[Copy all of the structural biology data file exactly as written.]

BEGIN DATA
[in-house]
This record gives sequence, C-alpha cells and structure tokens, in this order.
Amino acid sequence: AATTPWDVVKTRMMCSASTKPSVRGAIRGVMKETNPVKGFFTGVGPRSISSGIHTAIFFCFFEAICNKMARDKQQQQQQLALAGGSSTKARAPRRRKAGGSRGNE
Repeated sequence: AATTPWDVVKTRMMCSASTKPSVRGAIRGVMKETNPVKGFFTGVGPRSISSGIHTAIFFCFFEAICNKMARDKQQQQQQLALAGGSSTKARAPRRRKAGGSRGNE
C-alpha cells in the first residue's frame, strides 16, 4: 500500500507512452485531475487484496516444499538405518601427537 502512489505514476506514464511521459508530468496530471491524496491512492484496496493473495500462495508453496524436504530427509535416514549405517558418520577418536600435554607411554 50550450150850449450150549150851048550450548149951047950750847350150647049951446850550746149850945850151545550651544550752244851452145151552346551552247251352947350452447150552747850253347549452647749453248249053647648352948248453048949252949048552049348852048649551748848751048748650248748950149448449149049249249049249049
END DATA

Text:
[in-house]
This record gives sequence, C-alpha cells and structure tokens, in this order.
Amino acid sequence: AATTPWDVVKTRMMCSASTKPSVRGAIRGVMKETNPVKGFFTGVGPRSISSGIHTAIFFCFFEAICNKMARDKQQQQQQLALAGGSSTKARAPRRRKAGGSRGNE
Repeated sequence: AATTPWDVVKTRMMCSASTKPSVRGAIRGVMKETNPVKGFFTGVGPRSISSGIHTAIFFCFFEAICNKMARDKQQQQQQLALAGGSSTKARAPRRRKAGGSRGNE
C-alpha cells in the first residue's frame, strides 16, 4: 500500500507512452485531475487484496516444499538405518601427537 502512489505514476506514464511521459508530468496530471491524496491512492484496496493473495500462495508453496524436504530427509535416514549405517558418520577418536600435554607411554 50550450150850449450150549150851048550450548149951047950750847350150647049951446850550746149850945850151545550651544550752244851452145151552346551552247251352947350452447150552747850253347549452647749453248249053647648352948248453048949252949048552049348852048649551748848751048748650248748950149448449149049249249049249049